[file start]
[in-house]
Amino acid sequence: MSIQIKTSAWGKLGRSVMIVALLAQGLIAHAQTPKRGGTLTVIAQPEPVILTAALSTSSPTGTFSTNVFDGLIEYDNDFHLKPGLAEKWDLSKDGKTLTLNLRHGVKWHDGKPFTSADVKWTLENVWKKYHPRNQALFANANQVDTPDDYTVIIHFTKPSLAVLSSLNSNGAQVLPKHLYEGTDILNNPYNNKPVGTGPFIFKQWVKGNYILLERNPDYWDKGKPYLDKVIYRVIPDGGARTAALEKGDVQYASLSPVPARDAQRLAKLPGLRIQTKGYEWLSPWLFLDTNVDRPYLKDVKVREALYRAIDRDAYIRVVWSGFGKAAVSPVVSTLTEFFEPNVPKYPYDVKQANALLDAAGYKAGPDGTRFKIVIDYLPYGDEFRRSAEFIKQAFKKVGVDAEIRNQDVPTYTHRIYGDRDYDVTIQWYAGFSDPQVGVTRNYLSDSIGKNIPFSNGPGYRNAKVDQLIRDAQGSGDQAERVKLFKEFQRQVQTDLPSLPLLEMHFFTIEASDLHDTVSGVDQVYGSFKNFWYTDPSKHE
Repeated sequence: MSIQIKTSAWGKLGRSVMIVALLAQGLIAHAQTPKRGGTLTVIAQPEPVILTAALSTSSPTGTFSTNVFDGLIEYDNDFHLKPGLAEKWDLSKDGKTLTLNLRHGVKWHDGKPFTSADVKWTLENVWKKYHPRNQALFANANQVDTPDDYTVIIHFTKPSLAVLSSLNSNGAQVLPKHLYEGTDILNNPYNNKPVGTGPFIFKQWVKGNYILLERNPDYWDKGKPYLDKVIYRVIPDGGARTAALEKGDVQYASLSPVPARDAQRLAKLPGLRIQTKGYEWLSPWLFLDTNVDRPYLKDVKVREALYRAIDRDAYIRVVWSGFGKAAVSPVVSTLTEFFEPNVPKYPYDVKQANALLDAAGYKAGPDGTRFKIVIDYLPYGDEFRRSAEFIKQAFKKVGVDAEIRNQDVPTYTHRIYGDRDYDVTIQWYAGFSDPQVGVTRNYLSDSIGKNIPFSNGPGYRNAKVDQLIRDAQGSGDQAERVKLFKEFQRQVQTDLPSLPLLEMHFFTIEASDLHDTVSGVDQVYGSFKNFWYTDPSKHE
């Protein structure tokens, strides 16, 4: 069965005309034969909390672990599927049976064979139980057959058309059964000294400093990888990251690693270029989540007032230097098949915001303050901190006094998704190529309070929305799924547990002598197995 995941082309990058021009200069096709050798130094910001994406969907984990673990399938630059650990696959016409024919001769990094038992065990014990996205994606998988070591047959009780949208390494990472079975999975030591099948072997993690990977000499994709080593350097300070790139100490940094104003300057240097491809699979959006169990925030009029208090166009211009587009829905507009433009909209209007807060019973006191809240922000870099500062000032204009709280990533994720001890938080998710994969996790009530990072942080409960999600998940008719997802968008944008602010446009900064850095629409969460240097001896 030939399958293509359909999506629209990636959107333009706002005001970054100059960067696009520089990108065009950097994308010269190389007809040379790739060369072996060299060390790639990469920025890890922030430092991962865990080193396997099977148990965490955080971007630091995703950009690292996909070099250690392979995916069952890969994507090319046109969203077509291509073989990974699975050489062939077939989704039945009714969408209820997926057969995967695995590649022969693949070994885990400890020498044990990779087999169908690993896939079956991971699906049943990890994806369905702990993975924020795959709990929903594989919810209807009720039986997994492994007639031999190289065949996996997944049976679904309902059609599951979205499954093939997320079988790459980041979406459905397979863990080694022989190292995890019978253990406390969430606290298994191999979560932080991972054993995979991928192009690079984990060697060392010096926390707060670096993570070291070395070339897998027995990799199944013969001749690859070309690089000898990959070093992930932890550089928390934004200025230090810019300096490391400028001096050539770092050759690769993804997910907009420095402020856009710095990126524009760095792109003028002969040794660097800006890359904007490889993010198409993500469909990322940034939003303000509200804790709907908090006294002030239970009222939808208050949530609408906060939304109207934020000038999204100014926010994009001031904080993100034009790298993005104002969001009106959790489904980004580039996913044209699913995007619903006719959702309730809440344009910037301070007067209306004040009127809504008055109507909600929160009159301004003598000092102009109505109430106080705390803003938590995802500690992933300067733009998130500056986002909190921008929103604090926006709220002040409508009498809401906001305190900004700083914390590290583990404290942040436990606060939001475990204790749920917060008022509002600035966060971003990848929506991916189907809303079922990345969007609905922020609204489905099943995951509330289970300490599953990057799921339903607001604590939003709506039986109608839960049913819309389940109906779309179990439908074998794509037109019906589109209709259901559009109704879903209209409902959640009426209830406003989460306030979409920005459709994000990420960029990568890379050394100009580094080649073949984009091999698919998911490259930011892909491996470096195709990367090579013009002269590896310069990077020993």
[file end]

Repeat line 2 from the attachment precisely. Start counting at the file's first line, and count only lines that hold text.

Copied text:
Amino acid sequence: MSIQIKTSAWGKLGRSVMIVALLAQGLIAHAQTPKRGGTLTVIAQPEPVILTAALSTSSPTGTFSTNVFDGLIEYDNDFHLKPGLAEKWDLSKDGKTLTLNLRHGVKWHDGKPFTSADVKWTLENVWKKYHPRNQALFANANQVDTPDDYTVIIHFTKPSLAVLSSLNSNGAQVLPKHLYEGTDILNNPYNNKPVGTGPFIFKQWVKGNYILLERNPDYWDKGKPYLDKVIYRVIPDGGARTAALEKGDVQYASLSPVPARDAQRLAKLPGLRIQTKGYEWLSPWLFLDTNVDRPYLKDVKVREALYRAIDRDAYIRVVWSGFGKAAVSPVVSTLTEFFEPNVPKYPYDVKQANALLDAAGYKAGPDGTRFKIVIDYLPYGDEFRRSAEFIKQAFKKVGVDAEIRNQDVPTYTHRIYGDRDYDVTIQWYAGFSDPQVGVTRNYLSDSIGKNIPFSNGPGYRNAKVDQLIRDAQGSGDQAERVKLFKEFQRQVQTDLPSLPLLEMHFFTIEASDLHDTVSGVDQVYGSFKNFWYTDPSKHE